Bio Note: I’m a retired professor of Spanish, but I’ve had a checkered career. I’ve experienced life on the high seas and in various ports of call, and I’ve worked as sales/production liaison for the export department of a liquor manufacturer. I’v been writing poetry only in the last ten years and have been published in Baily’s Beads, Crossways Literary Magazine (Ireland), The Fictional Café and others in the U.S. and abroad. Writing poetry can be a lonesome occupation. I’m interested in Verse-Virtual as a connection to other poets.
The Inexorable Lion
We’d descend the steep incline At the end of Westerly Drive, Abandoning civilization, For the savage realm below. We’d labor through trees and brush, My three sons, eyes wide with anticipation, And I, tribal patriarch, chief of hunters, Filled with manly vigor. We’d ford the nameless brook, A raging torrent to children’s eyes, Infiltrate McPherson’s orderly labyrinth Of tangled vines of grape, (A jungle in deepest Africa) To reach the vacant lot beyond (The plains of Serengeti) And hunt the mighty lion. For spears we’d pluck up Stalks of tall thick grass, Stealthily track the dreaded prey, Tread silently, cautiously. We were dauntless, heroic, bold. One would spot the hunted hunter, The predator turned prey, Fit finger to lip to signal silence, Point his lance toward our quarry. We’d steal yet closer, Holding our breaths, And then I’d hurl my spear and cry “Simba, eh!” My sons would heave their javelins, Savagely whooping, heels churning dust. We alone could see the beast. We alone could hear his roar. We alone could smell his stinking breath. Now my sons have journeyed far, By land and sea and air. Now they chase their own wild beasts, Founding tribes their own. And I, Diminished in strength, a wizened elder, No longer dare invade Those fertile fields below, No longer stalk the lion. Yet he still lurks there, In his lair, Heart of darkness, Land of snares, Tawny mane and yellow fang, Evil breath of carnivore. And he remembers, yes, He remembers how we stalked him. He grows stronger every year, His hunger grows apace. Through tall grass he often slinks, Drawing near, and much too near, Sniffs the air to catch my spoor, Notes the absence of my warriors, Knows my throwing arm grows weak… Then he turns to yawn and doze. But he will rouse himself one day, I know, And he will come for me.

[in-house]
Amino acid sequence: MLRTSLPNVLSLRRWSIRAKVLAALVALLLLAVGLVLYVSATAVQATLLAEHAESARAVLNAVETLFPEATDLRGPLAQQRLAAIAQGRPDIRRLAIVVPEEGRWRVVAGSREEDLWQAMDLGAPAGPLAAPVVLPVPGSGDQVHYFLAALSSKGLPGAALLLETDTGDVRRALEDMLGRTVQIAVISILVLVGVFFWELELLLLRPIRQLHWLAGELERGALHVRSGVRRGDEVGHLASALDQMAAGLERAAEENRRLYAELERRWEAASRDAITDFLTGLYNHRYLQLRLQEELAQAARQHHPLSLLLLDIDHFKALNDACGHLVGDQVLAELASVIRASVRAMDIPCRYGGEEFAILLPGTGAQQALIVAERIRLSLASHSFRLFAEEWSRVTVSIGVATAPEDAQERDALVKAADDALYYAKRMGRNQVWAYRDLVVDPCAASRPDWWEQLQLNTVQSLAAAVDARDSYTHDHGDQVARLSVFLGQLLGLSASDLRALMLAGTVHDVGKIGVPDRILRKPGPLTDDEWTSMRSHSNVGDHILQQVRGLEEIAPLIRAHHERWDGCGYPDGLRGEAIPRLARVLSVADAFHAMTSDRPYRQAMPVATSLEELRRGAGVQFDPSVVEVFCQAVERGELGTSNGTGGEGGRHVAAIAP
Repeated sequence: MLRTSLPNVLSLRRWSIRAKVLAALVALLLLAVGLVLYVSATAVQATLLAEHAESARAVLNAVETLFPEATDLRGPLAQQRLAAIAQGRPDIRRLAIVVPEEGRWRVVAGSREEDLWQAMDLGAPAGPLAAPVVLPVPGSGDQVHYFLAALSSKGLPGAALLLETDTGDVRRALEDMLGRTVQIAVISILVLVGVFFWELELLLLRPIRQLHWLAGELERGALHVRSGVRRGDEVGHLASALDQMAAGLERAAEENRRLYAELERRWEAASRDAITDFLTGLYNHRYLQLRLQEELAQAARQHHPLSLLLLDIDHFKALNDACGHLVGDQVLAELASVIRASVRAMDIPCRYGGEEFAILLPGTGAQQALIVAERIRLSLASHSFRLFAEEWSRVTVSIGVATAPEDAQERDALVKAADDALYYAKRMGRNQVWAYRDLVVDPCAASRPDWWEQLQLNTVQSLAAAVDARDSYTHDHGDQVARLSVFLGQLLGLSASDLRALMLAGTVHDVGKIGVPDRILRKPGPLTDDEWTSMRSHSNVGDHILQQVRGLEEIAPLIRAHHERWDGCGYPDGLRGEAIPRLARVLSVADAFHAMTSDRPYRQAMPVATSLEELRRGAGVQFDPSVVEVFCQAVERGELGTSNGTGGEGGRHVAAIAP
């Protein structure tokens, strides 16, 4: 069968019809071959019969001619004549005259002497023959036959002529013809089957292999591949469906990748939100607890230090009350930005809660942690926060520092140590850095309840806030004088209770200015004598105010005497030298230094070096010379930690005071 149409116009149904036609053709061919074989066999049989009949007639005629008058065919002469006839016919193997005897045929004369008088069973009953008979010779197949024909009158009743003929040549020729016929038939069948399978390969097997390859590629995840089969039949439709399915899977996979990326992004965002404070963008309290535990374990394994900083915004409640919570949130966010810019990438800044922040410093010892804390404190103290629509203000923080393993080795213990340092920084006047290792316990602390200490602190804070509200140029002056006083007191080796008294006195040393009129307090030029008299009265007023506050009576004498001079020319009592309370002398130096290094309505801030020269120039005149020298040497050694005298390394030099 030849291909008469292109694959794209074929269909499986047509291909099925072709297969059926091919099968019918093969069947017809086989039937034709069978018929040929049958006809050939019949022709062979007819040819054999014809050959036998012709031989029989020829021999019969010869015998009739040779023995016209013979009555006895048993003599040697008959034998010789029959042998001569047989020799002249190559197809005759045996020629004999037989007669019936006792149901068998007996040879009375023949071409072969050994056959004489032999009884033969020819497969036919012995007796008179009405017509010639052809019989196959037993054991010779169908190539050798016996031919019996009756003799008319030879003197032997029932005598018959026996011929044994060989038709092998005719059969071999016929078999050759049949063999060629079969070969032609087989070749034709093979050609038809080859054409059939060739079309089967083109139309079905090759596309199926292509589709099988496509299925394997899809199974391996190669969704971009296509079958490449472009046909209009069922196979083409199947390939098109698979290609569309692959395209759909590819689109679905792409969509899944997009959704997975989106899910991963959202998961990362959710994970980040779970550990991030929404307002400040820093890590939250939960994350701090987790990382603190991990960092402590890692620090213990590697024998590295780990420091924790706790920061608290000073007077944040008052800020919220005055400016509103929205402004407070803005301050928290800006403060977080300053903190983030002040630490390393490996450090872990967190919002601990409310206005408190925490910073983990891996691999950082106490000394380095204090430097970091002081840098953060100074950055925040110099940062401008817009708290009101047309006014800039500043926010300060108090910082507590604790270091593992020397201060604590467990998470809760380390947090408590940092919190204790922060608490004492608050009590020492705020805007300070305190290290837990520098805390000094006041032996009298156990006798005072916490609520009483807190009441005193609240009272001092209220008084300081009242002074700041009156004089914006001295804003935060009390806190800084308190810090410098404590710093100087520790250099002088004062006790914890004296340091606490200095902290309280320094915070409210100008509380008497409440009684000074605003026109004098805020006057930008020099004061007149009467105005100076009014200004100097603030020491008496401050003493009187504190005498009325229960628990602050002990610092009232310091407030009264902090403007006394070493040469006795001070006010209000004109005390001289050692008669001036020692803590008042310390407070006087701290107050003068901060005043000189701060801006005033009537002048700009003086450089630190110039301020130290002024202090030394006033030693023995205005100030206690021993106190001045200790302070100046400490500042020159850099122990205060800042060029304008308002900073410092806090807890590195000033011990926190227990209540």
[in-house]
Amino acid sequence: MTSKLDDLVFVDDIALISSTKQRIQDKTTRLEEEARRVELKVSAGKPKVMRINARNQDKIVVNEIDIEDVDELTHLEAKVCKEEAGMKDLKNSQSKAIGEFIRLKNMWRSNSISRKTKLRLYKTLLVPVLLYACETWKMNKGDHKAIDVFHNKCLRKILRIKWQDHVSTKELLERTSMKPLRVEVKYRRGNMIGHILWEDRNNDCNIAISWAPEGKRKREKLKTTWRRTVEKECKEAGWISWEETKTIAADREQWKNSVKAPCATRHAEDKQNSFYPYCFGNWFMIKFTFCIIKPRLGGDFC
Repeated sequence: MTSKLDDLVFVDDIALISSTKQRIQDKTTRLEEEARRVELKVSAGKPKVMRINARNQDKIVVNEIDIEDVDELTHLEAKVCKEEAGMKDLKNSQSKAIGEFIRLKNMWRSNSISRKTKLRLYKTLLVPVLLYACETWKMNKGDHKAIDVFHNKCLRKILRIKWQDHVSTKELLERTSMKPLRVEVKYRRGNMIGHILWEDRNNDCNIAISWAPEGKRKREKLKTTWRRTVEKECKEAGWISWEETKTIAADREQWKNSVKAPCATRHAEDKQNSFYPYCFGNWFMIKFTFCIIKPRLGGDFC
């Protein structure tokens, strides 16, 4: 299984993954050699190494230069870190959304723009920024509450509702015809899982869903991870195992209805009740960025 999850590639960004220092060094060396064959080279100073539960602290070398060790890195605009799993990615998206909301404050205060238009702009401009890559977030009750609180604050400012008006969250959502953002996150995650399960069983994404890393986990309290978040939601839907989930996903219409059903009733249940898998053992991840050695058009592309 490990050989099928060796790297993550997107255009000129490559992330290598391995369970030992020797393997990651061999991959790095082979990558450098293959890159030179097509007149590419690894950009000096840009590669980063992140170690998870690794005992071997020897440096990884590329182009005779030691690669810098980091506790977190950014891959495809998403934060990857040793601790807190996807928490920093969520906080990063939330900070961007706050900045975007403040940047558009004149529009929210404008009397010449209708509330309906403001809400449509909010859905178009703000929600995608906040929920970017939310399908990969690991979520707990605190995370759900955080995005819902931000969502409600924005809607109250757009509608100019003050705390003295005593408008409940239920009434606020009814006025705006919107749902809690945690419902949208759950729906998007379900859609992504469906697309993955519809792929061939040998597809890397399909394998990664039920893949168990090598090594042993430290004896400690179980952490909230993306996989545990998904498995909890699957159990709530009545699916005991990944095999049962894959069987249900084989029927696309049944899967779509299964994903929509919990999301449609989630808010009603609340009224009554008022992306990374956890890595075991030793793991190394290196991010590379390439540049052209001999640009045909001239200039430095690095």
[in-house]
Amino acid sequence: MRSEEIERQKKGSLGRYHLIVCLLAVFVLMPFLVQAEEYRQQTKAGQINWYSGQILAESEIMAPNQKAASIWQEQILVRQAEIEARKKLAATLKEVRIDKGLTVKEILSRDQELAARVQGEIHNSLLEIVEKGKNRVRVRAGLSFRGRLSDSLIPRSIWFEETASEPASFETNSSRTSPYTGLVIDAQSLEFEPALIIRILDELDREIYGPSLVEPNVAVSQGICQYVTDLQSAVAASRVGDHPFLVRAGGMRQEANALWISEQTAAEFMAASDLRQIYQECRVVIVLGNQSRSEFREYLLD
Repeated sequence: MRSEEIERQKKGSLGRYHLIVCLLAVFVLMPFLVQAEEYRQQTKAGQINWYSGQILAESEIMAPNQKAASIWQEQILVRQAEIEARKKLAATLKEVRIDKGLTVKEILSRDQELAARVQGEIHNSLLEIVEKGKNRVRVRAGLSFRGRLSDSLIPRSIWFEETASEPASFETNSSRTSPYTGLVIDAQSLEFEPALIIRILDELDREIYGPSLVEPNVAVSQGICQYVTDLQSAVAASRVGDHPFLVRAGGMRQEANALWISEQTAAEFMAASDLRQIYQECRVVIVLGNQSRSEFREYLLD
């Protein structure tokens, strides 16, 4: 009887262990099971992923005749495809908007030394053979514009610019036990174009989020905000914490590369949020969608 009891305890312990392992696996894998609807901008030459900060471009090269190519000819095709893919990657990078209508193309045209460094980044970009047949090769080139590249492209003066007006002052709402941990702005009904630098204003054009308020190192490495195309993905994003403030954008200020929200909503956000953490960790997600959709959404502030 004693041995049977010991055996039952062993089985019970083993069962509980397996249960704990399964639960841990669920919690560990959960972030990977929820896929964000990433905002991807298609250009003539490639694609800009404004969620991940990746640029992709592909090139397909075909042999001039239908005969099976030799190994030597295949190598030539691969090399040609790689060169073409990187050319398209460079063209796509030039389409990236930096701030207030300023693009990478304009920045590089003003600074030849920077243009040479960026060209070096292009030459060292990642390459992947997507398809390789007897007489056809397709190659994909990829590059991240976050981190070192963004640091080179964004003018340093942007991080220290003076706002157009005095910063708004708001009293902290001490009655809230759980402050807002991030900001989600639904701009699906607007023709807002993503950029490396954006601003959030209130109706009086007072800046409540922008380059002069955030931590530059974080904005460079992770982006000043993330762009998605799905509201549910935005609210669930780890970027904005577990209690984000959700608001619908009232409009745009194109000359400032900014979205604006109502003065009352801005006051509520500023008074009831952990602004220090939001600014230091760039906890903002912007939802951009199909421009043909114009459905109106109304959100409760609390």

Originally published in Sick Lit Magazine, March 21, 2017.
Song of Sirens
We burst through Green swinging doors, Stride past bar, bartender, bar patrons, Past bottles cheery, warm with secret glow, Through yet another door. Enter large, open room: Glossy black tile Halfway up the walls, Then plaster painted red. Old-fashioned juke box, Heavy, solid, brightly lighted, Multi-colored, Gaudy. The center, the focus, the heart, The hearth Of this room. Currents of cigarette fumes Waft Through what passes for air. Young women in bright-hued gowns Glide Through streams of grey smoke Like tropical fish in aquariums. Their keen-alert eyes detect us Instantly: Our snow-white uniforms, Our faces of leather Fresh from the sterile salt sea are we, Conveyed to this verdant isle of fertility. They perceive this at a glance, As we swagger-stagger through the door. They cast their eyelash nets, And gather us in the mesh. They sail toward us, In formation, Beautiful, lovely, graceful, swift. Hungry.
Originally published in Baily’s Beads, January 25, 2017.
©2021 Clark Zlotchew
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